# Spectral Windowing and Variance Reduction

This script illustrates how to use windowing to get localized signal information and how to reduce the spatial/temporal variance. We will be using some of the simplifications outlined in the intro_spectral1d.m script.

## Contents

```
close all;clear;
```

## Make a grid and wavenumbers

N = 1024; L = 20; z = linspace(-1,1,N+1); z = z(1:end-1); x = z*L; dx = x(2)-x(1); dk = pi/L; ksvec = 0:N/2-1; k = ksvec'*dk;

## Sample Function

For this example we will use the a more complicated function, the Jacobi Elliptic function. This function has clearly a clearly defined spectrum with peaks at 1.885 and 5.498. We then add a random perturbation to this signal.

[fs,~,~]=ellipj(2*pi*x/2.5,0.75); f1=fs+0.005*randn(size(x)); fft_f1 = abs(fft(f1));

## PSD with no windowing

Without any windowing we can see that the spectrum is extremely problematic. While there are peaks at the correct wavenumbers, there is power at every wavenumber and there are small oscillations at large wavenumbers.

figure(1) subplot(2,1,1) plot(x,f1) xlabel('x') title('Sample function and its raw spectrum') subplot(2,1,2) semilogy(k,fft_f1(1:end/2)) xlabel('k') ylabel('Raw PSD')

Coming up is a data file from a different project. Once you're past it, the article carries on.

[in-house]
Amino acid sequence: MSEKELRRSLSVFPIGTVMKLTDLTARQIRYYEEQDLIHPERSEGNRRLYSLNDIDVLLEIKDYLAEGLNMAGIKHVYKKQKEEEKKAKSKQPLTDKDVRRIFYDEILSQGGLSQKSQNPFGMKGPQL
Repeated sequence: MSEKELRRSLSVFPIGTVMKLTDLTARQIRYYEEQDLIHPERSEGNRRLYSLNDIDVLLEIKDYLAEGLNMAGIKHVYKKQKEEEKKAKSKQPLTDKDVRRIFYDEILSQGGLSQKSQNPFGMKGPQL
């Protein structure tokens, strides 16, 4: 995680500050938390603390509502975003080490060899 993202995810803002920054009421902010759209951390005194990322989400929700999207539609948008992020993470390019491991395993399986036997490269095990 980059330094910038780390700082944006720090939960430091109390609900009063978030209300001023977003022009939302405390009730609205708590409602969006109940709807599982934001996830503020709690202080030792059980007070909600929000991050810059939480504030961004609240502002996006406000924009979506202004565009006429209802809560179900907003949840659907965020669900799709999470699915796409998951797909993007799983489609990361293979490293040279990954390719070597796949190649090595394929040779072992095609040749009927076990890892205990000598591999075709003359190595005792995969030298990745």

## Windowing

These problems can be partially solved by windowing. Windowing is multiplying the original function by a "window" function that is localized You can think of windowing like making a packet from your signal. Here we specify the center point (N/2) and then the windowing function linearly decreases from there.

No2 = N/2; mywin = [0:No2-1 No2:-1:1]/No2; f1w = mywin.*f1; fft_f1w = abs(fft(f1w)); figure(2) subplot(2,1,1) plot(x,f1,'b',x,f1w,'r') title('Sample function, windowed function and their spectra') subplot(2,1,2) semilogy(k,fft_f1(1:end/2),'b',k,fft_f1w(1:end/2),'r')

You can see that this has decreased the power at most wavenumbers however we still have problems. The windowed spectrum is more choppy.

## Variance Reduction

Using abs(fft(f)) gives an estimate of the spectrum with a lot of variance (technically an astonishing 100%). In practice things are rarely that bad, but when a signal is long the variance can be reduced by splitting the signal up, windowing each piece and summing.

No4 = N/4; mywin = [0:No4/2-1 No4/2:-1:1]/(No4/2); myspec = zeros(No4,1)'; for ii=0:3 fnow = mywin.*f1(ii*No4+1:(ii+1)*No4); myspec = myspec+abs(fft(fnow)); end dk4 = 4*pi/L; k4svec = 0:No4/2-1; k4 = k4svec'*dk4; figure(3) semilogy(k4,myspec(1:end/2),'k',k,fft_f1w(1:end/2),'r') title('Windowed and variance reduced spectra') legend('Smoothed','Original') xlabel('k') ylabel('PSD') axis([0 20 2e-3 5e2]) grid on

The other way of reducing variance is by just directly smoothing the spectrum.

spec0sm = fft_f1w; for ii=3:N-2 spec0sm(ii) = sum(fft_f1w(ii-2:ii+2))/5; end figure(4) semilogy(k,spec0sm(1:end/2),'g',k,fft_f1w(1:end/2),'r') title('Windowed and variance reduced spectra') legend('Smoothed','Original') axis([0 20 2e-3 5e2])

Note you don't quite get the same answer. Matlab's built in "pmtm" function is the engineering standard for spectra calculation.